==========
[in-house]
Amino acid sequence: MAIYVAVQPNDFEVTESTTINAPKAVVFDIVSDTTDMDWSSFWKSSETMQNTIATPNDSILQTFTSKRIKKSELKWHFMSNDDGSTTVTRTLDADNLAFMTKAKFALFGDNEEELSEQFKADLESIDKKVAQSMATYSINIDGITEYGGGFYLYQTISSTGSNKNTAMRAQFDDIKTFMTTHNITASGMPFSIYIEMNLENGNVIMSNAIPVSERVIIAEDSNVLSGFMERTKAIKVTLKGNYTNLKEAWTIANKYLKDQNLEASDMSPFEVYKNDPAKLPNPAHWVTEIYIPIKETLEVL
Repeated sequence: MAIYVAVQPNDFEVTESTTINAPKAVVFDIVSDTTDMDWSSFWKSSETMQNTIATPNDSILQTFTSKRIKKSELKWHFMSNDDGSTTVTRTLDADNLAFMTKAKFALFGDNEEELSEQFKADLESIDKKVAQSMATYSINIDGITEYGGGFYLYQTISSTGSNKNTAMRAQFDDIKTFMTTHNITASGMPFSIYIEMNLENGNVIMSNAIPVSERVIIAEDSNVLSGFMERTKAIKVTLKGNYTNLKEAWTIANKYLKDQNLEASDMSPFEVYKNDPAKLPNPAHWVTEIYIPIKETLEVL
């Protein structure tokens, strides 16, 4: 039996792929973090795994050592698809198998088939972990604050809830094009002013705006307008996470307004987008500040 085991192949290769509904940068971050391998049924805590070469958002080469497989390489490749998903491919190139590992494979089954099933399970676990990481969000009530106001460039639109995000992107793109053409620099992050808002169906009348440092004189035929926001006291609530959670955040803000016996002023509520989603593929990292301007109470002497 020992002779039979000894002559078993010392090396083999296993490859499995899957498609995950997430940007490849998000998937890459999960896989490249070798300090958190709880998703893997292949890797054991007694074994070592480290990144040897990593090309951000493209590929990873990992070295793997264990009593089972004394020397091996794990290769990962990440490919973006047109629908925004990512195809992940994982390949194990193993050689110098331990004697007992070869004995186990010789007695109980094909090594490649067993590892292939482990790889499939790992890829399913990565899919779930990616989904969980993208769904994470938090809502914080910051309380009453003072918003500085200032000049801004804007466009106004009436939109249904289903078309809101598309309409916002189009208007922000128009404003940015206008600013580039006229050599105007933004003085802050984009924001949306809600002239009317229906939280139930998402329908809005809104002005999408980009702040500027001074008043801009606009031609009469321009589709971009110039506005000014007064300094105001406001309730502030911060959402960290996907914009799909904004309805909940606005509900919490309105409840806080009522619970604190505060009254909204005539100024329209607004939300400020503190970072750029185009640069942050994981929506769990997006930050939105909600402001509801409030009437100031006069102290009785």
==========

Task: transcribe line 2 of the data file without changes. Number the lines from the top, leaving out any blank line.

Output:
Amino acid sequence: MAIYVAVQPNDFEVTESTTINAPKAVVFDIVSDTTDMDWSSFWKSSETMQNTIATPNDSILQTFTSKRIKKSELKWHFMSNDDGSTTVTRTLDADNLAFMTKAKFALFGDNEEELSEQFKADLESIDKKVAQSMATYSINIDGITEYGGGFYLYQTISSTGSNKNTAMRAQFDDIKTFMTTHNITASGMPFSIYIEMNLENGNVIMSNAIPVSERVIIAEDSNVLSGFMERTKAIKVTLKGNYTNLKEAWTIANKYLKDQNLEASDMSPFEVYKNDPAKLPNPAHWVTEIYIPIKETLEVL